Painter and bookmaker Ian Boyden’s work is influenced by the physical landscape of the Pacific Northwest, where he lives, and the artistic culture of Asia, whose practices and traditions he has studied for much of his life. Growing up on the Oregon coast, Boyden learned calligraphy before formally studying Chinese language and art on the East Coast and in China. At his studio in Walla Walla, Washington, he makes books and creates paintings with pigments he hand-grinds and mixes from unconventional sources. The ten pieces in this issue are drawn from several different series, but each is an example of Boyden’s close attention to the connection between materiality and meaning; he uses such materials as cuttlefish ink and freshwater pearl to elaborate both the physical and metaphysical qualities of certain archetypal figures, including feathers, trees, and circles.
For instance, “Moonlight Shatters in the Tree’s Shadow” (p. 684) and “Breath Penetrated by Stars” (back cover), made in part with ink derived from burned heart pine, seek to make manifest the windy landscape of the Columbia Plateau. These paintings, from the “Meditations on the Breath of Trees” series, explore what former Portland Art Museum curator Terry Toedtemeier terms “the agency of wind as but one of many forces that drive the unifying cycles of nature.” Boyden’s work “derives its power and sets its course,” Toedtemeier continues, from the “confluence of two fundamental kinds of artistic perception: one, of beauty visible everywhere around us; the other, of beauty envisioned in the world of thoughts and musings, knowledge and questions.”
“Evergreen Vineyards: Stones Projected by the Bolts” (p. 683) and “Field of the Sky” (p. 682), though from different series, employ a similar approach. In “Evergreen,” Boyden uses carbon from burned grapevines to investigate the idea of terroir, the unique characteristics of geology and climate that define eastern Washington wines and wine country landscape; in “Field,” pigments ground from pieces of the Campo del Cielo meteorite—which fell in Argentina about 4,400 years ago—give him a way of imbuing the composition with the various stories and myths handed down about the event. “In a sense, I am translating the voice of the material into my own vernacular,” the painter says. “Or, perhaps, it is using me as a vehicle for its own telling of things.”
That idea of translating between the abstract and the concrete, the elemental and the spiritual, is a central concern in several paintings Boyden created in collaboration with graphic artist and fellow bookmaker Timothy C. Ely. These images—“Squaring the Circle, No. 11” (cover) and “Recapitulations of Emptiness, No. 2” (p. 678) among them—use calligraphic and Zen Buddhist painting techniques: for instance, the drawing of ensōs, a Japanese symbol usually done with a single brush stroke, is said to reveal the mental state of its maker and also to represent the universe, the absolute, the void. “Alchemical Quill, No. 9” (p. 680) and “Alchemical Quill, No. 13” (p. 681) combine a recurring motif in Boyden’s work—the disembodied feather, an early writing instrument—with a synthetic written “language” of Ely’s devising, what Boyden says on his website might be “the language of the pen itself.”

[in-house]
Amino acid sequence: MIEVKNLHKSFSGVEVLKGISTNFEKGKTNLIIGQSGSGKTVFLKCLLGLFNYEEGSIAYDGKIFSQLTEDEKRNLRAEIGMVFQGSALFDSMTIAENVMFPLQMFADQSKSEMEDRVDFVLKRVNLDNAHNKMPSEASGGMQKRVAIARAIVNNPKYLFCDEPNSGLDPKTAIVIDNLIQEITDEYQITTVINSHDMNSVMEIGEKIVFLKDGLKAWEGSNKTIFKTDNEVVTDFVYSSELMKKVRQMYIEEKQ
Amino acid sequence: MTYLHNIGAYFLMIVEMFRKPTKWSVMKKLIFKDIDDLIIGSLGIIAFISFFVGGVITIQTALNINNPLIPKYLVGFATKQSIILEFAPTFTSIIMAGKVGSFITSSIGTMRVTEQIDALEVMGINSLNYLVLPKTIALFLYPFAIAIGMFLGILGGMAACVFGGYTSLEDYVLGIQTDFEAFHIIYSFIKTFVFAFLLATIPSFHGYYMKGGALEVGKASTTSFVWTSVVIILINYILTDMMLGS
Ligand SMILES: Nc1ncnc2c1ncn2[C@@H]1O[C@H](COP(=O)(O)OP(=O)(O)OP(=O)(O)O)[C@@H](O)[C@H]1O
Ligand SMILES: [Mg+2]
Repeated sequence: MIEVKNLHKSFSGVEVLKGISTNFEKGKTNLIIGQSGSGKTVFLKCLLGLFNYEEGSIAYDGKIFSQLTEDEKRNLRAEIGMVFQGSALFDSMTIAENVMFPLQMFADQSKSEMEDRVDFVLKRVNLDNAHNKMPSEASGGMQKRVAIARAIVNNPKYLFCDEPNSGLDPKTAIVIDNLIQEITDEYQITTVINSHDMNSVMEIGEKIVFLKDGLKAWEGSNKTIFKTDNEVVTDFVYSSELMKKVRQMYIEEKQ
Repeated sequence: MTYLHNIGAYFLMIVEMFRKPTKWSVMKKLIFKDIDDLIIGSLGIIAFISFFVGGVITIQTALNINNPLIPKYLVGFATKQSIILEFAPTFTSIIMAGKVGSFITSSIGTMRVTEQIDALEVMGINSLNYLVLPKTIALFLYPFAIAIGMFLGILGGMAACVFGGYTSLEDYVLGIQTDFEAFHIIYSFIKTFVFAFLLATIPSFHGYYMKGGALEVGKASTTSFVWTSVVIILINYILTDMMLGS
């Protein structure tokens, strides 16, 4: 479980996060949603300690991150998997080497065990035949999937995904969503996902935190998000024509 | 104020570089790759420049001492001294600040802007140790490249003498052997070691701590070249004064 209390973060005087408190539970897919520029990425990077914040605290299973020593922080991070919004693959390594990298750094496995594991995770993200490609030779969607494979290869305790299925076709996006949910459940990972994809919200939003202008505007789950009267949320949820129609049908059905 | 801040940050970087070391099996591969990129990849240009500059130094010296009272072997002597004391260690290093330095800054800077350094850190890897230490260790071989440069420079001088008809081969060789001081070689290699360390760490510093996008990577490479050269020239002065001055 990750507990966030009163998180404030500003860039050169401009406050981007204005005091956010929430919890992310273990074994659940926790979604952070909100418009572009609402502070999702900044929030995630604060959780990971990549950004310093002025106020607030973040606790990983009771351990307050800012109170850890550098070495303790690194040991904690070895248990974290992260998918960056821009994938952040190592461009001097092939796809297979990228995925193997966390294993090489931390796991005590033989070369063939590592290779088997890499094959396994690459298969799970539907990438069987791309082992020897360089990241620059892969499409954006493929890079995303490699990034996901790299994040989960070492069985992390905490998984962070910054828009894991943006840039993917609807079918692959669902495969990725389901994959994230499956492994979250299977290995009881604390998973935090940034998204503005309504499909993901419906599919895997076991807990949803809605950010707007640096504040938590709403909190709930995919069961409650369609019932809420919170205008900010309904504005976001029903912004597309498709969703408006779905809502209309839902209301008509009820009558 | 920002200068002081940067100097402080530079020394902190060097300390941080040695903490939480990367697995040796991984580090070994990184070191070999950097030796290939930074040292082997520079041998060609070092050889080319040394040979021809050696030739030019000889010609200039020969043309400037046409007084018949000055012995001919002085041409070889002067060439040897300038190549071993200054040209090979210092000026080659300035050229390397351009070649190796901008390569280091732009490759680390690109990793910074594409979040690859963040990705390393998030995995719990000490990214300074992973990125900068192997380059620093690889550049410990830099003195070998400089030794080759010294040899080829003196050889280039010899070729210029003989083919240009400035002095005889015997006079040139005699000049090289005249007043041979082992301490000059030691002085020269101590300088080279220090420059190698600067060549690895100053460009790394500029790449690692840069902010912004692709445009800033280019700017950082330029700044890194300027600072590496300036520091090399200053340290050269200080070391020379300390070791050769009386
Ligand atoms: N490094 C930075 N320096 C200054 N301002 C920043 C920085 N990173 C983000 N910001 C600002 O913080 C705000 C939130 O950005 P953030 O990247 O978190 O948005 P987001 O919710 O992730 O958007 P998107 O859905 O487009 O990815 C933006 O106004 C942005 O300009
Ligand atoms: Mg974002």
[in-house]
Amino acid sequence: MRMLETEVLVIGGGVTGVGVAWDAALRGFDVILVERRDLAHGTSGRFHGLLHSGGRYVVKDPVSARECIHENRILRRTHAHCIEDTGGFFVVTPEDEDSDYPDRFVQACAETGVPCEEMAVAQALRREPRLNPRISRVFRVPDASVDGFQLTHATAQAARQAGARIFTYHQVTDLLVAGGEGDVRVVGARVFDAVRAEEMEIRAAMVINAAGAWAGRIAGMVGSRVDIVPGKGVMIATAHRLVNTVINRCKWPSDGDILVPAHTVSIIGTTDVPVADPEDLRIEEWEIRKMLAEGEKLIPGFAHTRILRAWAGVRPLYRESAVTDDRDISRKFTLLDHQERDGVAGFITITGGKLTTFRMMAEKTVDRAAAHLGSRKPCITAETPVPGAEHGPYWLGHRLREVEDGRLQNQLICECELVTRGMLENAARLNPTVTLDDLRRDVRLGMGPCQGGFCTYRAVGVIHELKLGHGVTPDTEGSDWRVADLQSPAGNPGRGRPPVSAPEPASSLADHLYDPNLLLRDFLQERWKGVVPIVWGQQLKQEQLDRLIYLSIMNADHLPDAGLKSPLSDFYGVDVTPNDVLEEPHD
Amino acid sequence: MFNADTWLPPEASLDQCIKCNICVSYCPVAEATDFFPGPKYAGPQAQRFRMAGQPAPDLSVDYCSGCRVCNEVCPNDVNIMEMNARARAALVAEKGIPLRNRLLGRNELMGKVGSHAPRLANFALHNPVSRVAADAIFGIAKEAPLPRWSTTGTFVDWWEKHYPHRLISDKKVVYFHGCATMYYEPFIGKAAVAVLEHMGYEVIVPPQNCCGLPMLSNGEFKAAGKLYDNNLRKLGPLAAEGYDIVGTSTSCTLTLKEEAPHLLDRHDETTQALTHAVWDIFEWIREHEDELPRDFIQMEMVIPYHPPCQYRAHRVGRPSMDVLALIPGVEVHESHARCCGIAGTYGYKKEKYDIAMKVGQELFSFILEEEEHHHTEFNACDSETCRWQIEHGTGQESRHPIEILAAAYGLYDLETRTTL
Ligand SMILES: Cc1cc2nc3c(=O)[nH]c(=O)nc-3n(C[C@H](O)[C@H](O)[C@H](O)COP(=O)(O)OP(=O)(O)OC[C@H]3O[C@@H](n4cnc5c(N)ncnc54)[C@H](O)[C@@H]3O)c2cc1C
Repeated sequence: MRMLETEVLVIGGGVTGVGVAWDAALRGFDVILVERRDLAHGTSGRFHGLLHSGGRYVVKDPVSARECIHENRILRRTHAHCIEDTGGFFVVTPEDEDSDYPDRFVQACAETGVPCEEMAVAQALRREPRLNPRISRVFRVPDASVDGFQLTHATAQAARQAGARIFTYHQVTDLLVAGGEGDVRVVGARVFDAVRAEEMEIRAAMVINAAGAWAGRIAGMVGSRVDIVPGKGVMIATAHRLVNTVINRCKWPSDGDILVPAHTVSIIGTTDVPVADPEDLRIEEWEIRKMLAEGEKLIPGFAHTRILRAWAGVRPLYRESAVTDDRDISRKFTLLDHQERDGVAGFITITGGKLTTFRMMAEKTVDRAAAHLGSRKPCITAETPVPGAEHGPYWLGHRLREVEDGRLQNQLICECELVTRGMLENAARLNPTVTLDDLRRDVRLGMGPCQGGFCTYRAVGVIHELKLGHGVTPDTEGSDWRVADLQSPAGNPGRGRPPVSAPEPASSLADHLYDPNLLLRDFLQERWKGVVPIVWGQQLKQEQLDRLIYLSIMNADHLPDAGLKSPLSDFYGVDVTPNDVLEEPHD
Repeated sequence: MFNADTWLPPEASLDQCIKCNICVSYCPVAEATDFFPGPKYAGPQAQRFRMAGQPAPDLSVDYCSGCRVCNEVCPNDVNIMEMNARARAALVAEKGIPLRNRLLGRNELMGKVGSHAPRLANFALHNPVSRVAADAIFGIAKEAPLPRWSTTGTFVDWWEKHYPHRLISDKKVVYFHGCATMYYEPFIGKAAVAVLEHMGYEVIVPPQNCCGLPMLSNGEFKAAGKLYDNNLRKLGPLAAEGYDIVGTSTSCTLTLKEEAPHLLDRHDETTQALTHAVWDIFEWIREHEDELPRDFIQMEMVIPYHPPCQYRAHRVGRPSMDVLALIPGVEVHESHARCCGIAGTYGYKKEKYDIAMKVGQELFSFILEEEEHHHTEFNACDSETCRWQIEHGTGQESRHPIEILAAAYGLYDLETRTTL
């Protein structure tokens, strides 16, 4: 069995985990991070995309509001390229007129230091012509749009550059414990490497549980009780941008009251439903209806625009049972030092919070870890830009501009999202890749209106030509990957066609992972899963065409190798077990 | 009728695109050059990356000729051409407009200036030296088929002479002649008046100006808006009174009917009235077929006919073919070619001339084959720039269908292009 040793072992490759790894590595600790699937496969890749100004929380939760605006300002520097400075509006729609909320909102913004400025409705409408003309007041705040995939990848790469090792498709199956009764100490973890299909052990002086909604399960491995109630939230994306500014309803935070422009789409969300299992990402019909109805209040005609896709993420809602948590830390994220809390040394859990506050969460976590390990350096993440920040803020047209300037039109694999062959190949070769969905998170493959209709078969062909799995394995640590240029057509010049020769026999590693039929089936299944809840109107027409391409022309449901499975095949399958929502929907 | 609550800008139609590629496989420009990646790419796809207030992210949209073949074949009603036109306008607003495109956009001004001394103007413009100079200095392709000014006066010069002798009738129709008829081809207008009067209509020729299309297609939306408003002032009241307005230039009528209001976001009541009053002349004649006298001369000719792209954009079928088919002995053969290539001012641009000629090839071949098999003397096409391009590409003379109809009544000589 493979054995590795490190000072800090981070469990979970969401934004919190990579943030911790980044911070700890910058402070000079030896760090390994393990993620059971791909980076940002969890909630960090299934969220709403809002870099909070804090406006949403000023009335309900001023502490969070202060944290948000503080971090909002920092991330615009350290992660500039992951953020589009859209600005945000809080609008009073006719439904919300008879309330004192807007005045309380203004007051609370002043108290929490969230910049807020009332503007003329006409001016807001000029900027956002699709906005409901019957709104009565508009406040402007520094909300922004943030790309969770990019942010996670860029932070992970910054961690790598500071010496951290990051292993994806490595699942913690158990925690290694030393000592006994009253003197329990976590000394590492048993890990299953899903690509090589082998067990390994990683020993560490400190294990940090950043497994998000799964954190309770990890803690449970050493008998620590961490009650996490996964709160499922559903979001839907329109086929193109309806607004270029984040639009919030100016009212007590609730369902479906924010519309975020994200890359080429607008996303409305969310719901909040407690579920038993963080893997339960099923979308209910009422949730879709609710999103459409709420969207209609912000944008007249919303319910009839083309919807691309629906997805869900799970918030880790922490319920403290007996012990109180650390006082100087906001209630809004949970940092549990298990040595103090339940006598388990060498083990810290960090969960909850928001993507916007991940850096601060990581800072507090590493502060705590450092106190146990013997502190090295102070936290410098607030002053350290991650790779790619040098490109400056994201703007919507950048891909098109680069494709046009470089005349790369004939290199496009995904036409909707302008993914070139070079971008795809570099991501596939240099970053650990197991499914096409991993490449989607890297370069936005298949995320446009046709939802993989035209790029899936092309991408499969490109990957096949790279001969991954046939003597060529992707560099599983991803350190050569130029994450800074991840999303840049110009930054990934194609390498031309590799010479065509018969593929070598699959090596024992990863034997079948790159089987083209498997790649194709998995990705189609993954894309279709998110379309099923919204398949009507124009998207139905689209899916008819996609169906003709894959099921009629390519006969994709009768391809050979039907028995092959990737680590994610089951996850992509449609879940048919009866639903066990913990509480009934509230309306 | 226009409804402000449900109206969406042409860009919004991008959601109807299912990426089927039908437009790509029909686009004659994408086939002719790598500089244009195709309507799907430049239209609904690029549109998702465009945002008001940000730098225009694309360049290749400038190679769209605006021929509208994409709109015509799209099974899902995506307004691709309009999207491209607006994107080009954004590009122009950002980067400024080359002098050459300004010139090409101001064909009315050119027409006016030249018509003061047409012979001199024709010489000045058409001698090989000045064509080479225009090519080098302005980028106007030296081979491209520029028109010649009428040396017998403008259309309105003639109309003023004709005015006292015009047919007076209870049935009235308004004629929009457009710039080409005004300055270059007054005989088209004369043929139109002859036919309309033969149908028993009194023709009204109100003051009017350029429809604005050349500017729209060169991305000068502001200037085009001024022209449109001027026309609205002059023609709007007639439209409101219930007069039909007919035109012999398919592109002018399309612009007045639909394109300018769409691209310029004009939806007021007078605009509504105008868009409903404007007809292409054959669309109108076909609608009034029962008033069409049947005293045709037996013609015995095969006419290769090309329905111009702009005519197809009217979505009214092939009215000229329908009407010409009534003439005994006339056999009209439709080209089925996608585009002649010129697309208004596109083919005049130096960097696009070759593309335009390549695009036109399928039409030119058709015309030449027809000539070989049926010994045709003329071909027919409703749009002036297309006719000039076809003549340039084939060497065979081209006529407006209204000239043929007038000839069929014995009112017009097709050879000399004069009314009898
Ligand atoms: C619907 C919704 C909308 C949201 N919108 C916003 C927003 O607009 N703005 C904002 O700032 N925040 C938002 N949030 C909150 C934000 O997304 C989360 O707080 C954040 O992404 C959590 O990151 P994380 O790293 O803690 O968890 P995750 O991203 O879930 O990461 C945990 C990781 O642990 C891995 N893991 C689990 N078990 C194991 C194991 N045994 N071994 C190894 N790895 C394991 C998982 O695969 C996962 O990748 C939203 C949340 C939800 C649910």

Ian Boyden received a BA in art history and East Asian studies from Wesleyan University in 1995 and an MA in art history from Yale University in 1998—the same year he started Crab Quill Press, through which he produces handmade books and broadsides. He was director of the Sheehan Gallery at Whitman College in Walla Walla from 1998 to 2007 but since then has been a self-employed artist. His paintings have been shown widely in the United States and Asia: at recent solo exhibitions at the Augen Gallery in Portland and Davidson Galleries in Seattle, and in group exhibitions at the Portland Art Museum and the Seoul Museum of Art, among many others. His handmade books are in numerous corporate and public collections, including the Freer Gallery of Art, Smithsonian Institution; the New York Public Library; and Beijing University.
All images copyright © 2010 by Ian Boyden